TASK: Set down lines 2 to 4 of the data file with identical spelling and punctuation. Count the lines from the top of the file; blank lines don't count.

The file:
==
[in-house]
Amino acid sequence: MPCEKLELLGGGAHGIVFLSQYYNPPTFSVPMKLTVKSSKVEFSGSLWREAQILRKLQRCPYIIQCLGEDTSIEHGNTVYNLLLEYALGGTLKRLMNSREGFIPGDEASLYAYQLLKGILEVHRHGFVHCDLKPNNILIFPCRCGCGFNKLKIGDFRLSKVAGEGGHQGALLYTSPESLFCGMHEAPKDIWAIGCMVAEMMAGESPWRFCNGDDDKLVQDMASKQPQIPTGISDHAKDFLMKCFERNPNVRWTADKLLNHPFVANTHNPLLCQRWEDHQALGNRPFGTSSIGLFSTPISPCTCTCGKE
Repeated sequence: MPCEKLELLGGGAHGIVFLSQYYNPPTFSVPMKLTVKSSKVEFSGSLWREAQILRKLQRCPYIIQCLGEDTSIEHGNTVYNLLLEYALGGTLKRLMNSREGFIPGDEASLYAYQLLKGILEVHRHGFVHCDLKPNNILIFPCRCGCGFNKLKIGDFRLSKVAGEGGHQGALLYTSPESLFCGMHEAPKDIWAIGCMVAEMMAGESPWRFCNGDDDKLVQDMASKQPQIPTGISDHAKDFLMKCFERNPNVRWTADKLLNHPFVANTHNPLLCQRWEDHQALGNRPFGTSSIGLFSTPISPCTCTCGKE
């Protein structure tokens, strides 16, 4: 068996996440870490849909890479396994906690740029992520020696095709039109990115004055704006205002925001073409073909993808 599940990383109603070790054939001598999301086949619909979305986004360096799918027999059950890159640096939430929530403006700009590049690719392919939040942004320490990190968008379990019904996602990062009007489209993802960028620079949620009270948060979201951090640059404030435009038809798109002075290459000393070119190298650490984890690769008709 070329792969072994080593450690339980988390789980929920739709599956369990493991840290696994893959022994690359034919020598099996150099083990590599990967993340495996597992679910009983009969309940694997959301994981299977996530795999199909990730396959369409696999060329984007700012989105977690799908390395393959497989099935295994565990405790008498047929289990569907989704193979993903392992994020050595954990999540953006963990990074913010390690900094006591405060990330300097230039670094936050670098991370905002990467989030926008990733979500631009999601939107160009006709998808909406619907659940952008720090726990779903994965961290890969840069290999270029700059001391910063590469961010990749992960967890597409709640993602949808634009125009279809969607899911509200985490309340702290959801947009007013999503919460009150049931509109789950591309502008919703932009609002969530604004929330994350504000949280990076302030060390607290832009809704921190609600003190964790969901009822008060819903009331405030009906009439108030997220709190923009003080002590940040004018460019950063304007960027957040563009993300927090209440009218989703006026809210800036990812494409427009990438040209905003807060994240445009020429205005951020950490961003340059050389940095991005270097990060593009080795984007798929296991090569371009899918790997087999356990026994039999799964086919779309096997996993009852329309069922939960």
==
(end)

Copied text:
Amino acid sequence: MPCEKLELLGGGAHGIVFLSQYYNPPTFSVPMKLTVKSSKVEFSGSLWREAQILRKLQRCPYIIQCLGEDTSIEHGNTVYNLLLEYALGGTLKRLMNSREGFIPGDEASLYAYQLLKGILEVHRHGFVHCDLKPNNILIFPCRCGCGFNKLKIGDFRLSKVAGEGGHQGALLYTSPESLFCGMHEAPKDIWAIGCMVAEMMAGESPWRFCNGDDDKLVQDMASKQPQIPTGISDHAKDFLMKCFERNPNVRWTADKLLNHPFVANTHNPLLCQRWEDHQALGNRPFGTSSIGLFSTPISPCTCTCGKE
Repeated sequence: MPCEKLELLGGGAHGIVFLSQYYNPPTFSVPMKLTVKSSKVEFSGSLWREAQILRKLQRCPYIIQCLGEDTSIEHGNTVYNLLLEYALGGTLKRLMNSREGFIPGDEASLYAYQLLKGILEVHRHGFVHCDLKPNNILIFPCRCGCGFNKLKIGDFRLSKVAGEGGHQGALLYTSPESLFCGMHEAPKDIWAIGCMVAEMMAGESPWRFCNGDDDKLVQDMASKQPQIPTGISDHAKDFLMKCFERNPNVRWTADKLLNHPFVANTHNPLLCQRWEDHQALGNRPFGTSSIGLFSTPISPCTCTCGKE
């Protein structure tokens, strides 16, 4: 068996996440870490849909890479396994906690740029992520020696095709039109990115004055704006205002925001073409073909993808 599940990383109603070790054939001598999301086949619909979305986004360096799918027999059950890159640096939430929530403006700009590049690719392919939040942004320490990190968008379990019904996602990062009007489209993802960028620079949620009270948060979201951090640059404030435009038809798109002075290459000393070119190298650490984890690769008709 070329792969072994080593450690339980988390789980929920739709599956369990493991840290696994893959022994690359034919020598099996150099083990590599990967993340495996597992679910009983009969309940694997959301994981299977996530795999199909990730396959369409696999060329984007700012989105977690799908390395393959497989099935295994565990405790008498047929289990569907989704193979993903392992994020050595954990999540953006963990990074913010390690900094006591405060990330300097230039670094936050670098991370905002990467989030926008990733979500631009999601939107160009006709998808909406619907659940952008720090726990779903994965961290890969840069290999270029700059001391910063590469961010990749992960967890597409709640993602949808634009125009279809969607899911509200985490309340702290959801947009007013999503919460009150049931509109789950591309502008919703932009609002969530604004929330994350504000949280990076302030060390607290832009809704921190609600003190964790969901009822008060819903009331405030009906009439108030997220709190923009003080002590940040004018460019950063304007960027957040563009993300927090209440009218989703006026809210800036990812494409427009990438040209905003807060994240445009020429205005951020950490961003340059050389940095991005270097990060593009080795984007798929296991090569371009899918790997087999356990026994039999799964086919779309096997996993009852329309069922939960």